She wrote in a tweet on Saturday on Twitter that there is “no evidence” to question the election result, adding, “In short: 5.5 million citizens voted in Michigan,” stressing that “the results of their vote are clear and no evidence has emerged to undermine this.”
Election officials across the country say there is no evidence of major vote fraud, and the Trump administration itself has described the election as “the most secure in American history.”
But Trump’s accusations continued to fuel the anger of his hard-line Republican base, with half of Republicans believing the election was stolen from Trump, according to a Reuters Ipsos poll, and his supporters have staged rallies across the country to protest the results.
In the same context, Mark Elias, the lawyer for the campaign of President-elect Joe Biden, said that President Donald Trump’s campaign lost 33 lawsuits.
On his Democracy Docket digital platform, which tracks election lawsuits, Elias said that the Trump campaign had filed 42 lawsuits after the election, of which 16 are still in courtrooms.
According to the same source, these cases were filed in 6 states, which are Michigan, Pennsylvania, Wisconsin and Georgia, in addition to Arizona and Nevada.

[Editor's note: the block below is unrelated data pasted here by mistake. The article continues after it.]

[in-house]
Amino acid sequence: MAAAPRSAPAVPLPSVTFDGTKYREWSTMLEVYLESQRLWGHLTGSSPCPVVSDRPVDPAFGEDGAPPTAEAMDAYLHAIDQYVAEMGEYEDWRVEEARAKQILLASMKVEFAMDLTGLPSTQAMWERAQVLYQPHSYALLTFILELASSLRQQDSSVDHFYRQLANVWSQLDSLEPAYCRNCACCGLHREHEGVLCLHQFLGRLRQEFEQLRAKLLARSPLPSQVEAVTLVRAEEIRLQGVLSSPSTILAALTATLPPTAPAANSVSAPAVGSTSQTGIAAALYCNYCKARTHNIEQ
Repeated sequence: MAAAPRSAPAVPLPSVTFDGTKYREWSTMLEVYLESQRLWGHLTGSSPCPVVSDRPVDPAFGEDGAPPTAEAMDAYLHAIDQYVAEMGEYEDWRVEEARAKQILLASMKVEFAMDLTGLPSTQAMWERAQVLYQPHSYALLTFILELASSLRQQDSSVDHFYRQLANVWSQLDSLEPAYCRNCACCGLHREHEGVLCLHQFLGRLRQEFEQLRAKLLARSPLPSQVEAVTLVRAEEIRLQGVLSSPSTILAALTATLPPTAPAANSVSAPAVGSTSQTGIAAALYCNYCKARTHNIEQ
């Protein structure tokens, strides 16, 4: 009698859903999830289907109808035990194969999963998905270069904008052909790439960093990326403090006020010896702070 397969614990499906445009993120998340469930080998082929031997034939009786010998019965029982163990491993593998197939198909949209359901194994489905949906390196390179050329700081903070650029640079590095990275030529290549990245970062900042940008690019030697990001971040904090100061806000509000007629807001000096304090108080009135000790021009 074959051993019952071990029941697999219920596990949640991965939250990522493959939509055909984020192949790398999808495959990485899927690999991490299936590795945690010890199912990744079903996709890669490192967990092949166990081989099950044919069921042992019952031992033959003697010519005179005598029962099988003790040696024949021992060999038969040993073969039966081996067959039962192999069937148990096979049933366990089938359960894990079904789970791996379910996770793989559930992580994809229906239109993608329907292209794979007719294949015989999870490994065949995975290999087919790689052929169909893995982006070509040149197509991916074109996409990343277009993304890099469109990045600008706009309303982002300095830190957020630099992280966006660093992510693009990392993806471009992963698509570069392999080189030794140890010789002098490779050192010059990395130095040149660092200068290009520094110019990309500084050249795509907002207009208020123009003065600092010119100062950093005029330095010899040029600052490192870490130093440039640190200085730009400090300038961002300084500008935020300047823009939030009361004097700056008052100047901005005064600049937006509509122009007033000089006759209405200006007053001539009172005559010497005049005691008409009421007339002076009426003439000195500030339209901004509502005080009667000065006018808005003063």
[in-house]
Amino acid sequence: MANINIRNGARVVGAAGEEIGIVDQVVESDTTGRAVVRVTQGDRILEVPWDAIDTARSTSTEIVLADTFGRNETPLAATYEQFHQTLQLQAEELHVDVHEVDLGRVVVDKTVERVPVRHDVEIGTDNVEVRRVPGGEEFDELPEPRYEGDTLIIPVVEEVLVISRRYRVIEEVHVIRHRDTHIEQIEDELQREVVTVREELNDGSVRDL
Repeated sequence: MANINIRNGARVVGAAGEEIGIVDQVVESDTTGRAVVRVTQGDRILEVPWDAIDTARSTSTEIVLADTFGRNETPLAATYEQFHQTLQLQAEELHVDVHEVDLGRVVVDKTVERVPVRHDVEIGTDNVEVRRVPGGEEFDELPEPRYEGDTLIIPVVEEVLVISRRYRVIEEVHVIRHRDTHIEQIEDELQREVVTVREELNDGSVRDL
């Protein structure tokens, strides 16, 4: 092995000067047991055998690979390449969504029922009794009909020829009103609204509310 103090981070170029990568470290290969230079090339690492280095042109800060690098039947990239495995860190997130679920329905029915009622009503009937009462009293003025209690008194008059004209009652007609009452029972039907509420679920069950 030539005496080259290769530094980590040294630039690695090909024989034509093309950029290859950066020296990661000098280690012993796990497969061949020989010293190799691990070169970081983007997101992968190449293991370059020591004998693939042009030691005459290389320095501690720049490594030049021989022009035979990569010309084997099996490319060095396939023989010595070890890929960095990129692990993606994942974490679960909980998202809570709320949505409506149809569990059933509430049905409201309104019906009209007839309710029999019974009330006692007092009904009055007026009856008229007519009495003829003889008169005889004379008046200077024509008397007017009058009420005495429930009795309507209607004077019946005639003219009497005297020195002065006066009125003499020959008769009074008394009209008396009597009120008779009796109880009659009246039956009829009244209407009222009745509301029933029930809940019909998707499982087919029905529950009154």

President-elect Joe Biden won in all of these states, causing him to receive a total of 306 electoral college votes, while Trump received 232 votes, and he remains adamant about questioning the integrity of the election.
The popular vote
In terms of the popular vote, CNN reported that President-elect Joe Biden expanded the margin of victory over President Donald Trump by 6 million votes, approaching the 80 million vote mark, which is a precedent in the country’s history.
The network added that Trump received about 74 million votes, with ballot papers still being counted in a number of states.
Biden has so far tempered his criticism of Trump’s actions, although he spoke of “very damaging messages being sent to the rest of the world about how democracy works,” and added that “it is difficult to understand how this man thinks.”
While Trump refuses to acknowledge the result, the electoral college will vote on electing the president on the 14th of next month.